Page 8 - The Rockaway Times

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Page 8
THURSDAY, APRIL 14, 2016
The Rockaway Times
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Solo-Step
Are State School
Tests Easier
This Year?
By Kathy Louis
For the past two weeks,
Rockaway and Broad Chan-
nel students in grades 3
through 8 have been du-
tifully
slogging
through
New York State mandated
English Language Arts and
Mathematics
assessment
tests. This is the third year
the tests have been used to
measure achievement in
Common Core standards.
However, this year there
have been reportedly few-
er stress-induced tears and
stomach aches as well as
fewer parents opting their
children out of taking the
tests. Time limits for the
individual tests have been
waived this year as an-
nounced by the NYS Educa-
tion Department in January.
Public school teachers
and school administrators
have also been under less
stress this year. In Decem-
ber 2015, the state Board of
Regents voted in favor of a
four-year moratorium on
using state test results as a
measure of teacher effec-
tiveness and school success.
NYS
DOE
spokesperson
Jeanne Beattie affirmed last
week that student results of
the 2016 state tests would
not be used to evaluate the
performance of teachers or
schools until the 2019-2020
school year.
Another big change in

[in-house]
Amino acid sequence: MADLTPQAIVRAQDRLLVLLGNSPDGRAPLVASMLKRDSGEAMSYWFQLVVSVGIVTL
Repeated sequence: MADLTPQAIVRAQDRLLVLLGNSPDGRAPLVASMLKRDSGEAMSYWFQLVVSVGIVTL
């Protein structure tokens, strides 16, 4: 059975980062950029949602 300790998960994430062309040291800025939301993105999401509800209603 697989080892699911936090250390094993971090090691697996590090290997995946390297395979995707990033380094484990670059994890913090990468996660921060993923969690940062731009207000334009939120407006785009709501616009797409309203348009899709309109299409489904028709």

the state tests this year is
the
publication
compa-
ny that designed them. In
July 2015, the state Educa-
tion Department dropped
London-based testing gi-
ant Pearson in favor of US-
based Questar Assessment,
Inc. The new tests purport-
edly have fewer questions
and the questions are sup-
posedly
more
appropri-
ate for the grade levels for
which they are intended.
Changes this year are the
direct result of parent and
teacher protests the previ-
ous two years of NYS Com-
mon
Core
assessments.
Teachers protested the use
of tests as tools for profes-
sional performance evalua-
tion. Parents and educators
believed the tests were inap-
propriately difficult. State-
wide, nearly 20-percent of
students
“opted-out”
of
math and reading tests last
year.
A look at the results of
last
year ’s
assessments
may well justify the teach-
er and parent protests. Not
made public until August,
NYS Education Department
scores for public (and char-
ter) school students indi-
cate only 31.3 percent of
test takers passed ELA and
just 38.1 percent passed the
math test. Although these
results are a bit higher than
the previous two years, they
are still indicative of fail-
ure to meet Common Core
standards.
Test results are presented
in four levels : Level I, well
below standards ; Level II,
below standards ; Level III,
proficient ; and Level IV, ex-
cels in standards. (NYC DOE
report card or progress re-
port “grades” use the same
level designations.) NYC
District 27, which includes
Howard Beach, Ozone Park,
Woodhaven, Richmond Hill
and parts of Jamaica, 2015
test results were signifi-
cantly lower than those of
the state as a whole. PS 114
in Belle Harbor and PS 47 in
Broad Channel were among
some of the highest scoring
schools in the district. MS
53 in Far Rockaway, desig-
nated a “struggling” school
Continued on Page 9